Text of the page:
As the season wears on and the wind gets a little nippier, Carolers of Christmas Past will be sharing their songs and reflections of simpler times, brightening everyone's holiday and wishing you a "Merry Little Christmas."
For information on Carolers of Christmas Past scheduled appearances, or to check on their availability for your holiday gathering, visit www.CarolersOfChristmasPast.com or contact Jennifer Jordan at Jennifer@CarolersOfChristmasPast.com.
December 7, 2006
Season is in full sing for four performers
By Denise Kasper
What started as a way to “jazz” up a reading of Charles Dickens’ A Christmas Carol has become a holiday tradition.
Five years ago, in preparation for a reading at the Davie County Community Arts Council, Jennifer Jordan, Nate Pendley, Dennis Ramsey and Lisa Ramsey formed a Dickens’ era choral group. They are now marking their sixth season and are in more demand than ever.
“It is just incredible fun,” Lisa Ramsey said. “Musically, it’s fun to do. It’s a high level of music—not just singing songs from a hymn book.”
Ramsey and her husband, Dennis, both music majors in college, said that singing together is also great quality time they get to spend together after being together for 21 years.
The group, the Carolers of Christmas Past, has a repertoire of songs that has swelled to 70 carols, and they meet weekly starting in September to rehearse.
In 2001, they performed at the White House at the outdoor stage next to the national Christmas tree as part of the Christmas Pageant of Peace—a month long musical celebration held on the White House grounds.
A polished collaboration
Pendley, a tenor, is credited with starting the group, joining efforts with Jordan, a soprano. Jordan, who knew the Ramseys from church, was well aware of their advanced musical talent. Because they were an alto and a baritone, they rounded the ensemble perfectly.
But this is not just four friends singing some Christmas music. This is a collaboration of accomplished musicians singing complicated music. And to make it as authentic as possible, they are fully clad in mostly handmade period costumes.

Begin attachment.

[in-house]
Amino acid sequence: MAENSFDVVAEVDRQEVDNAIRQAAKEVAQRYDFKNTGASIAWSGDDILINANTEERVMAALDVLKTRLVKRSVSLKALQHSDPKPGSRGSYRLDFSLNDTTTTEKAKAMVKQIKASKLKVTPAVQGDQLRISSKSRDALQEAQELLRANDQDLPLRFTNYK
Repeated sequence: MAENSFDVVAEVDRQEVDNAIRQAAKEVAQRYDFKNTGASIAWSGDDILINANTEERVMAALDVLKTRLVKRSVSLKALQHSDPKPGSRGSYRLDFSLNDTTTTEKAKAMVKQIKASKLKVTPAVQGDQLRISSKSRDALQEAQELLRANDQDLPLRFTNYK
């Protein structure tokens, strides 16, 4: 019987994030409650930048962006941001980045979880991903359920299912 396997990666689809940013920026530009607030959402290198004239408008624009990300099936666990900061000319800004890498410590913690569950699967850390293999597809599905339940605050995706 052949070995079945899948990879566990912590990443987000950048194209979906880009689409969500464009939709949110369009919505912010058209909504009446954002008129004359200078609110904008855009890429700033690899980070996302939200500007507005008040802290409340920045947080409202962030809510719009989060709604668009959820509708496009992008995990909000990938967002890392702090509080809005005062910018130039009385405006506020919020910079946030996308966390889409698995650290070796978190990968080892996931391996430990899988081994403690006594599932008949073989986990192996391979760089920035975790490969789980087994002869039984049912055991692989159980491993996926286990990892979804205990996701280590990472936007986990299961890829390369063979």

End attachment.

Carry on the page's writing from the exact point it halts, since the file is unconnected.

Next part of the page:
The pieces they perform, mostly from the Victorian era, include the traditional English carol “Wassail Song” and “The Coventry Carol,” which dates back to the 14th century. There are also some holiday classics such as “Frosty the Snowman” mixed in.
They have developed somewhat of a following, and often get booked a year in advance. They can be found as the main event at holiday parties for doctors’ groups, country club Christmas celebrations and are a staple at the annual Reynolda Village Holiday Hop, which was held last week.
The wow factor
Not just a local sensation, they also travel to Roanoke, VA for the Dickens Festival every year.
Lisa Ramsey said that it is truly enjoyable to be so well accepted by audiences of all ages. Jordan said that the period costumes, complete with wool cloaks and an authentic beaver hat—add drama.
“There is definitely a “Wow” factor,” she said. For at least one reason, Jordan is grateful for some modern conveniences. Full dressed in her costume, complete with an 11-foot hoop slip, she can fit only in a minivan.
The group charges about $250 and hour and performs at private parties and bigger events. They see this as a great way to earn some extra Christmas-shopping money. They put on a benefit for Katrina victims last year that raised about $700 for two families who moved here after the hurricane.
With such a growing fan base, they are considering making a compact disc of their music, but haven’t set a release date.
The Clemmons Courier
January 10, 2002
Carolers of Christmas Past sing at White House ‘Pageant of Peace’
A local quartet had an eventful Christmas holiday—singing at the White House for the “Pageant of Peace.”
The quartet, The Carolers of Christmas Past includes Dennis and Lisa Ramsey, Jennifer Jordan, and Nate Pendley, all from the Clemmons area.
According to Pendley, the group attempts to recreate the spirit and sound of 19th century Victorian England by singing the traditional Christmas carols of the Charles Dickens era in classic four part harmony while dressed in costumes authentic to the period.
The trip to D.C. began in August when groups interested in performing were asked to submit performance biographies, an audition tape, a proposed song list and photographs.
The local singers were notified in November that they had been selected as one of four groups to perform.
“We were ecstatic and honestly a little bit surprised to learn we had been selected from all those who applied,” said Lisa Ramsey, the group’s alto. “Especially since we’ve only been singing together as a group since the spring. But it’s a great reward after all of the hard work.”
Pendley and Jordan had become acquainted while performing together in the Davie County production of The Sound of Music in the spring last year. When he decided to pursue a “Victorian” quartet, he contacted Jordan.